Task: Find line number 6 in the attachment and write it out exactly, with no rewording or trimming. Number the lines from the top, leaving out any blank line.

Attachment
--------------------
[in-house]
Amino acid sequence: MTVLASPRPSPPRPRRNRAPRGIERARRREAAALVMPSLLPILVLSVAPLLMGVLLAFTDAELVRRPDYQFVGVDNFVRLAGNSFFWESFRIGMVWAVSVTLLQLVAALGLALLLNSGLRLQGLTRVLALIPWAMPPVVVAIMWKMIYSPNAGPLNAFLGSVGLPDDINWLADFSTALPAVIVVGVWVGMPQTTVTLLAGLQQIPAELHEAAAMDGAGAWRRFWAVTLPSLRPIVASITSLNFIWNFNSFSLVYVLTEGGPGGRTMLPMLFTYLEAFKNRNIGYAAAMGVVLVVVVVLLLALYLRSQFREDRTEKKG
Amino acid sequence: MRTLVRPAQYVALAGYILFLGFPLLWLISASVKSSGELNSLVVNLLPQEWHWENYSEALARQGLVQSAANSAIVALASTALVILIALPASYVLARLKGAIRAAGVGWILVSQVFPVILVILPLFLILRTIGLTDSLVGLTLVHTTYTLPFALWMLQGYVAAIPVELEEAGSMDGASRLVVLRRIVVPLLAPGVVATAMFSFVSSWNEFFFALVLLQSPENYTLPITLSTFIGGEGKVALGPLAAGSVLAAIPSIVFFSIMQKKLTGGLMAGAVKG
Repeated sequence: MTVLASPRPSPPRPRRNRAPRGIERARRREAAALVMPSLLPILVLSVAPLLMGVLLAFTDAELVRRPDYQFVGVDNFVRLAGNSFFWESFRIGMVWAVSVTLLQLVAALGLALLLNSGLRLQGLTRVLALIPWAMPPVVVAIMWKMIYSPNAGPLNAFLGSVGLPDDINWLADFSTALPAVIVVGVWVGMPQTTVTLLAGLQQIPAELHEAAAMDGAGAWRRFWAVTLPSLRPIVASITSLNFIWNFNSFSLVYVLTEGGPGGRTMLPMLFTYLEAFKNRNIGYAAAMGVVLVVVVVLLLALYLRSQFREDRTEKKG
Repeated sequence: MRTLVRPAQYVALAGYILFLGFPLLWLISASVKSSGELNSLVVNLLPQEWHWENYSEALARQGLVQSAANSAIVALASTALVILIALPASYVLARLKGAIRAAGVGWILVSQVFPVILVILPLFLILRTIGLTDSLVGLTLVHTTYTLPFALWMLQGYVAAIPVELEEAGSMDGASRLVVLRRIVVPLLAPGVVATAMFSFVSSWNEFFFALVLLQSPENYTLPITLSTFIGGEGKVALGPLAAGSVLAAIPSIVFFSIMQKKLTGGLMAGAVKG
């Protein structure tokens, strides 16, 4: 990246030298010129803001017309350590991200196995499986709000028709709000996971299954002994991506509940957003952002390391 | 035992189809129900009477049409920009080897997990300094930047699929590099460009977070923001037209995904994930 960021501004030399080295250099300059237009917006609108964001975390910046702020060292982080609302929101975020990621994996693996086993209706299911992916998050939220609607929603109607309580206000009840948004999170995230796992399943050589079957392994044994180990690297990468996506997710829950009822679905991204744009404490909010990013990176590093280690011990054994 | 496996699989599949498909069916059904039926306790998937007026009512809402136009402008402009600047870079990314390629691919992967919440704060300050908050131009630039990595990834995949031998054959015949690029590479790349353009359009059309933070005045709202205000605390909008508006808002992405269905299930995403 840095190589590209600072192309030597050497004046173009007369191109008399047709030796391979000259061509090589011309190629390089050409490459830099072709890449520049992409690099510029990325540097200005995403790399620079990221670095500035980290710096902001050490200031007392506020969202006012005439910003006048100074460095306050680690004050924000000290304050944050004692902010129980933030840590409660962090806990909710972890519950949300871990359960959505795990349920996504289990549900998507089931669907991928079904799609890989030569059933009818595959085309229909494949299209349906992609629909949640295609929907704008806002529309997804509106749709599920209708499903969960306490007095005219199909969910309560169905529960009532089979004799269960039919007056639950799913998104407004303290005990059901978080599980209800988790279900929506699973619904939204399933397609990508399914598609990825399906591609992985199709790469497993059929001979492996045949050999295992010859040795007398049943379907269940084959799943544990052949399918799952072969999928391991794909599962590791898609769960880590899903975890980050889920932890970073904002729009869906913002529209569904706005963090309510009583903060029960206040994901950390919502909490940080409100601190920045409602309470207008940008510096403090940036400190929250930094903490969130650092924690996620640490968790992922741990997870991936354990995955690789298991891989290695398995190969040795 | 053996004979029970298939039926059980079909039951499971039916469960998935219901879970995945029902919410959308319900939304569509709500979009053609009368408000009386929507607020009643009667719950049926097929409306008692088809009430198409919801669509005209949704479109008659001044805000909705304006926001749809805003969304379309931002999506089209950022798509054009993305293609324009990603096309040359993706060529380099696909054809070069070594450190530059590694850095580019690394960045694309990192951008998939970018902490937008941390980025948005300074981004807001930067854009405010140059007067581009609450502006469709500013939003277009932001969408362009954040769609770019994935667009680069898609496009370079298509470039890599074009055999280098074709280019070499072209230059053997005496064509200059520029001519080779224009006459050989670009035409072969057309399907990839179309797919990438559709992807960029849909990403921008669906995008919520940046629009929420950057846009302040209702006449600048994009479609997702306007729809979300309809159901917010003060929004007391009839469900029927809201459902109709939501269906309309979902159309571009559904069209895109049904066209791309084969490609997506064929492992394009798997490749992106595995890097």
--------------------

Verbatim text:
């Protein structure tokens, strides 16, 4: 990246030298010129803001017309350590991200196995499986709000028709709000996971299954002994991506509940957003952002390391 | 035992189809129900009477049409920009080897997990300094930047699929590099460009977070923001037209995904994930 960021501004030399080295250099300059237009917006609108964001975390910046702020060292982080609302929101975020990621994996693996086993209706299911992916998050939220609607929603109607309580206000009840948004999170995230796992399943050589079957392994044994180990690297990468996506997710829950009822679905991204744009404490909010990013990176590093280690011990054994 | 496996699989599949498909069916059904039926306790998937007026009512809402136009402008402009600047870079990314390629691919992967919440704060300050908050131009630039990595990834995949031998054959015949690029590479790349353009359009059309933070005045709202205000605390909008508006808002992405269905299930995403 840095190589590209600072192309030597050497004046173009007369191109008399047709030796391979000259061509090589011309190629390089050409490459830099072709890449520049992409690099510029990325540097200005995403790399620079990221670095500035980290710096902001050490200031007392506020969202006012005439910003006048100074460095306050680690004050924000000290304050944050004692902010129980933030840590409660962090806990909710972890519950949300871990359960959505795990349920996504289990549900998507089931669907991928079904799609890989030569059933009818595959085309229909494949299209349906992609629909949640295609929907704008806002529309997804509106749709599920209708499903969960306490007095005219199909969910309560169905529960009532089979004799269960039919007056639950799913998104407004303290005990059901978080599980209800988790279900929506699973619904939204399933397609990508399914598609990825399906591609992985199709790469497993059929001979492996045949050999295992010859040795007398049943379907269940084959799943544990052949399918799952072969999928391991794909599962590791898609769960880590899903975890980050889920932890970073904002729009869906913002529209569904706005963090309510009583903060029960206040994901950390919502909490940080409100601190920045409602309470207008940008510096403090940036400190929250930094903490969130650092924690996620640490968790992922741990997870991936354990995955690789298991891989290695398995190969040795 | 053996004979029970298939039926059980079909039951499971039916469960998935219901879970995945029902919410959308319900939304569509709500979009053609009368408000009386929507607020009643009667719950049926097929409306008692088809009430198409919801669509005209949704479109008659001044805000909705304006926001749809805003969304379309931002999506089209950022798509054009993305293609324009990603096309040359993706060529380099696909054809070069070594450190530059590694850095580019690394960045694309990192951008998939970018902490937008941390980025948005300074981004807001930067854009405010140059007067581009609450502006469709500013939003277009932001969408362009954040769609770019994935667009680069898609496009370079298509470039890599074009055999280098074709280019070499072209230059053997005496064509200059520029001519080779224009006459050989670009035409072969057309399907990839179309797919990438559709992807960029849909990403921008669906995008919520940046629009929420950057846009302040209702006449600048994009479609997702306007729809979300309809159901917010003060929004007391009839469900029927809201459902109709939501269906309309979902159309571009559904069209895109049904066209791309084969490609997506064929492992394009798997490749992106595995890097």